Rape victims often feel like they’re the ones being put on trial, but Joanna Walters of the Washington Post published a story late last week about a young victim of repeated gang rapes who actually was. When Danielle Hicks-Best was only 11 years old, she says a group of two or three young men took her to a house to sexually assault her. Her parents reported this to the police, and Hicks-Best was taken to the hospital, where the doctor discovered vaginal tears and scrapes. A few days later, when Hicks-Best was walking to the store, she says, the same group of young men grabbed her and did it again. Again, the rape kit showed evidence of assault.
Despite all this, no young men were arrested for the crime. Instead, Hicks-Best was arrested six weeks later and charged with filing a false police report. She had just turned 12 years old. Hicks-Best denied any guilt but apparently exhausted with fighting according to the Post, allowed an Alford plea, where the defendant accepts “that there was enough evidence for a conviction — in effect, consenting to the court’s finding of guilt,” Walters writes. Hicks-Best spent the next few years spiraling out of control, running away and acting out. Now, at age 18, she’s trying to get her life back on track and is speaking out about what happened to her.
In 2009, the police and courts thought Hicks-Best was a false rape accuser who was lying to cover up for her naughty behavior. “All sex was consensual,”” one police officer wrote in an email discussing this case with his colleagues. “Parents are unable to accept the fact of this child’s promiscuous behavior caused this situation.”
If you’re flinching at the phrase “child’s promiscuous behavior,” you should be. A child, after all, cannot be promiscuous. To be promiscuous requires consent, and 11-year-olds cannot give meaningful consent. The young men accused in this case range from their late teens to 21 years of age, but apparently the idea that women—and girls—are the gatekeepers of sex is so ingrained that the police in this situation thought little of pinning the responsibility for this situation on a girl who is still young enough to play with Barbies.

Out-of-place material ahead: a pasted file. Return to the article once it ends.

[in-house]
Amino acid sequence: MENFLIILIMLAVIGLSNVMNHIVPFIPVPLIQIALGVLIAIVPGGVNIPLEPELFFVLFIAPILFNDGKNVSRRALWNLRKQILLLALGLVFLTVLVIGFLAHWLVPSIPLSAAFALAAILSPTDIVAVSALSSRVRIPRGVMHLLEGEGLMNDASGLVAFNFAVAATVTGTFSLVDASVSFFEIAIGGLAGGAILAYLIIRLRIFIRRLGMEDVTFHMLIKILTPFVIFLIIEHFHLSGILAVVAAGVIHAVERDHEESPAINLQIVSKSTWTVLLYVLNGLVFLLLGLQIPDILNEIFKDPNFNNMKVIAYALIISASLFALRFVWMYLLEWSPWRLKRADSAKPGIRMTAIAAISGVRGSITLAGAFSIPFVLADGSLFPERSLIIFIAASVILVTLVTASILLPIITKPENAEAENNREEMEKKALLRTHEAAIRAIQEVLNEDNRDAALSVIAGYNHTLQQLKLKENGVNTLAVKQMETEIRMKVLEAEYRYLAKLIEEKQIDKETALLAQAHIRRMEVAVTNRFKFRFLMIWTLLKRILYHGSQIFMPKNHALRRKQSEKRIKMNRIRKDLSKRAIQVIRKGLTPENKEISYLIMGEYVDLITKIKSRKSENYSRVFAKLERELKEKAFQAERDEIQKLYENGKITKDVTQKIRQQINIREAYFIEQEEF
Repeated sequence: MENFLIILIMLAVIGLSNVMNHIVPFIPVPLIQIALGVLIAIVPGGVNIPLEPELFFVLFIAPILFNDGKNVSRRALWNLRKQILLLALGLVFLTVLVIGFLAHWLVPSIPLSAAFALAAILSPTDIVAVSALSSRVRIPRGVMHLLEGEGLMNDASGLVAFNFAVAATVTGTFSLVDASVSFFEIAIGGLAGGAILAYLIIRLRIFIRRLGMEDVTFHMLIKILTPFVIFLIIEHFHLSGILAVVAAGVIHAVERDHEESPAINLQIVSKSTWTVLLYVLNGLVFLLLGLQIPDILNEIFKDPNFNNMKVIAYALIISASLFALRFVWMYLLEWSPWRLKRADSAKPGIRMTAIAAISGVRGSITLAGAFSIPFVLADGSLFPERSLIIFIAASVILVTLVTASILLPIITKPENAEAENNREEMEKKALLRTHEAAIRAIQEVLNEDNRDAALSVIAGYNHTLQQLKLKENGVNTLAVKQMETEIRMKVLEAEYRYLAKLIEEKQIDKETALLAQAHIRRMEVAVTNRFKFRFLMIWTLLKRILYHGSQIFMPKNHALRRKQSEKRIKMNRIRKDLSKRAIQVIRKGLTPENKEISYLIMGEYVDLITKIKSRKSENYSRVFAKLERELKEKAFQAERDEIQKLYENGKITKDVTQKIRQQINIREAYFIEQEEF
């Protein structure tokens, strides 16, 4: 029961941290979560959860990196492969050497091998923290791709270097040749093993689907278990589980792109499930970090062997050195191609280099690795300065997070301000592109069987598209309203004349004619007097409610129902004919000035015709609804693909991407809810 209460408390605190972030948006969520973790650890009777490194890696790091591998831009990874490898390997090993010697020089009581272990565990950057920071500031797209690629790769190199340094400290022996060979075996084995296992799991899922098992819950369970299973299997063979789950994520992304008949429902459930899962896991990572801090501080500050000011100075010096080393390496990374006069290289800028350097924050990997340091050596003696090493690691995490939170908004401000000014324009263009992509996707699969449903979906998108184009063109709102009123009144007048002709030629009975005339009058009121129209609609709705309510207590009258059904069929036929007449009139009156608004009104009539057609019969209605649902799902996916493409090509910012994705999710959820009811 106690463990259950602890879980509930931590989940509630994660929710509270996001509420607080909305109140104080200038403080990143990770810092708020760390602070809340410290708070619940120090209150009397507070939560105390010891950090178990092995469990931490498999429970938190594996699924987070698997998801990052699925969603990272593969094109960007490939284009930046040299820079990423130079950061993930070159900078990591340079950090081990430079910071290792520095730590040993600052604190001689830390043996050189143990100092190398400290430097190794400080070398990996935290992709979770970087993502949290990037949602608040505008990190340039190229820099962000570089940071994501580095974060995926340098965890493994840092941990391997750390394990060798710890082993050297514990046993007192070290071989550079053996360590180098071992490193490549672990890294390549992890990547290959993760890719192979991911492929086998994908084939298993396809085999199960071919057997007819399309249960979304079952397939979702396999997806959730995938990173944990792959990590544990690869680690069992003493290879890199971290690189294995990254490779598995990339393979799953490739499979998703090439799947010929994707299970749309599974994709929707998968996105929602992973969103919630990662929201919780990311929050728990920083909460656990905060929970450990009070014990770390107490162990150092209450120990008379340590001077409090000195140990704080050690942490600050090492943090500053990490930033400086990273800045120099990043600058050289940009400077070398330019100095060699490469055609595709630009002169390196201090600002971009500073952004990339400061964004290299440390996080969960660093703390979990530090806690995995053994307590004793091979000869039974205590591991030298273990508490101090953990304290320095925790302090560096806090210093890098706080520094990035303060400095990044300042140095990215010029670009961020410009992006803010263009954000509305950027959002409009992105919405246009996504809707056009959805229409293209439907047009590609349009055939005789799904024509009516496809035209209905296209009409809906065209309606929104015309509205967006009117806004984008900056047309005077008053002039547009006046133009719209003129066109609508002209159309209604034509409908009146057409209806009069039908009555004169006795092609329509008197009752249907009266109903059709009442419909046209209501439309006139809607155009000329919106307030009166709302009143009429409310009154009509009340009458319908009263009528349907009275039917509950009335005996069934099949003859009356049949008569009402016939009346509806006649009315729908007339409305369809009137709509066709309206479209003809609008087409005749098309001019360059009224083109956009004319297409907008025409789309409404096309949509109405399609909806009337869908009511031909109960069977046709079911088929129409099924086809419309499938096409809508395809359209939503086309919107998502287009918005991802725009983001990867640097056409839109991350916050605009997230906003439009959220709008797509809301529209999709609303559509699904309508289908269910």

As Walters reports, Hicks-Best was abused as a small child before she was adopted by her parents, Veronica and Mayo Best. She certainly had emotional problems and spent much of her childhood in therapy. While she denies that she went willingly with the young men, it’s also not hard to believe that an emotionally unstable 11-year-old might have been easy to lure. But that a victim was easy to manipulate doesn’t mean she’s any less a victim or that her assailants are any less predatory. That’s why we have statutory rape laws. But for some reason, the police in this case just couldn’t see an 11-year-old for the child that she was, instead painting her with the hoary old stereotype of the slut who cries “rape” to cover up her sexual transgressions. And, because of it, treating her like she is the criminal here.
That the police and prosecutors could see a child as “promiscuous” may be about race. Hicks-Best is black, and research published last spring shows that people, including police officers, tend to perceive black children as older than they are, and therefore more responsible for their behavior. The study looked at boys and criminal behavior, but it’s not a great leap to suggest that something similar could be at play when it comes to perceptions of girls and their responsibility for sexual behavior. Certainly, the way that Hicks-Best was treated by police, including questioning her for hours and trying to trap her in a lie, suggests that they simply couldn’t process that she was a child, and therefore was going to act like a child.
“Last fall, after inquiries from The Washington Post, the department launched new investigations into the cases and the way they were handled, according to the Bests and a law enforcement officer familiar with the matter,” Walters writes. The Bests are still hoping that the police will charge the young men who their daughter says raped her.